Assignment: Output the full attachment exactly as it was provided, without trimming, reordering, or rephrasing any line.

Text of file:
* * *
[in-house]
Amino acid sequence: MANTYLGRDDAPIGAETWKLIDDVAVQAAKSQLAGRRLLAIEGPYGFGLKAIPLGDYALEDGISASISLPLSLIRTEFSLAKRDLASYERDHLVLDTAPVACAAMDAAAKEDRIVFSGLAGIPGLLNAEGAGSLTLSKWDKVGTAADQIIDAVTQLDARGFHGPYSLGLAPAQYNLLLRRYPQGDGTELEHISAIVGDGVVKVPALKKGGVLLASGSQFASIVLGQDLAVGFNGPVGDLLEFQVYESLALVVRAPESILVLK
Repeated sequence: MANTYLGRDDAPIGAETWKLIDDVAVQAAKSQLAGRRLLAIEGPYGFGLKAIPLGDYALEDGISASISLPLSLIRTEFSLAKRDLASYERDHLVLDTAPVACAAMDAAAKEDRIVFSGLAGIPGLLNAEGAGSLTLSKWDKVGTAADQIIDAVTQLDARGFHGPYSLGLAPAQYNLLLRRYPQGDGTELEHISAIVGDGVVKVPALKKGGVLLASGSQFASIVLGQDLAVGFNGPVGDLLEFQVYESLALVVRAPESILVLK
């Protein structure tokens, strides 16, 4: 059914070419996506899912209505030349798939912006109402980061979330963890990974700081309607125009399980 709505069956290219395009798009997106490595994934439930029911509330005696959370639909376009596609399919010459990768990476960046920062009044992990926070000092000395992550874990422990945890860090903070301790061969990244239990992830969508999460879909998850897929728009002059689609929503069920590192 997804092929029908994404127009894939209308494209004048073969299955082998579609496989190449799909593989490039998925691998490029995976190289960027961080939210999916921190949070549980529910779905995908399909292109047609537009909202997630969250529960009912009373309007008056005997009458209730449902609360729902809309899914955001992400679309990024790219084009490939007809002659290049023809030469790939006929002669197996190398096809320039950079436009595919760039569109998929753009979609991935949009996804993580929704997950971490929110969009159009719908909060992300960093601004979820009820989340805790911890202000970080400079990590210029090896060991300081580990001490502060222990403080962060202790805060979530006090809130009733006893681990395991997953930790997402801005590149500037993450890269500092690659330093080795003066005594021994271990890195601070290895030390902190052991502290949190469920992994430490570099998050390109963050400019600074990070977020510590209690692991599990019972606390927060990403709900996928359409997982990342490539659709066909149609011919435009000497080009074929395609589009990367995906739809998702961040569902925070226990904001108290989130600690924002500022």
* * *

[in-house]
Amino acid sequence: MANTYLGRDDAPIGAETWKLIDDVAVQAAKSQLAGRRLLAIEGPYGFGLKAIPLGDYALEDGISASISLPLSLIRTEFSLAKRDLASYERDHLVLDTAPVACAAMDAAAKEDRIVFSGLAGIPGLLNAEGAGSLTLSKWDKVGTAADQIIDAVTQLDARGFHGPYSLGLAPAQYNLLLRRYPQGDGTELEHISAIVGDGVVKVPALKKGGVLLASGSQFASIVLGQDLAVGFNGPVGDLLEFQVYESLALVVRAPESILVLK
Repeated sequence: MANTYLGRDDAPIGAETWKLIDDVAVQAAKSQLAGRRLLAIEGPYGFGLKAIPLGDYALEDGISASISLPLSLIRTEFSLAKRDLASYERDHLVLDTAPVACAAMDAAAKEDRIVFSGLAGIPGLLNAEGAGSLTLSKWDKVGTAADQIIDAVTQLDARGFHGPYSLGLAPAQYNLLLRRYPQGDGTELEHISAIVGDGVVKVPALKKGGVLLASGSQFASIVLGQDLAVGFNGPVGDLLEFQVYESLALVVRAPESILVLK
């Protein structure tokens, strides 16, 4: 059914070419996506899912209505030349798939912006109402980061979330963890990974700081309607125009399980 709505069956290219395009798009997106490595994934439930029911509330005696959370639909376009596609399919010459990768990476960046920062009044992990926070000092000395992550874990422990945890860090903070301790061969990244239990992830969508999460879909998850897929728009002059689609929503069920590192 997804092929029908994404127009894939209308494209004048073969299955082998579609496989190449799909593989490039998925691998490029995976190289960027961080939210999916921190949070549980529910779905995908399909292109047609537009909202997630969250529960009912009373309007008056005997009458209730449902609360729902809309899914955001992400679309990024790219084009490939007809002659290049023809030469790939006929002669197996190398096809320039950079436009595919760039569109998929753009979609991935949009996804993580929704997950971490929110969009159009719908909060992300960093601004979820009820989340805790911890202000970080400079990590210029090896060991300081580990001490502060222990403080962060202790805060979530006090809130009733006893681990395991997953930790997402801005590149500037993450890269500092690659330093080795003066005594021994271990890195601070290895030390902190052991502290949190469920992994430490570099998050390109963050400019600074990070977020510590209690692991599990019972606390927060990403709900996928359409997982990342490539659709066909149609011919435009000497080009074929395609589009990367995906739809998702961040569902925070226990904001108290989130600690924002500022």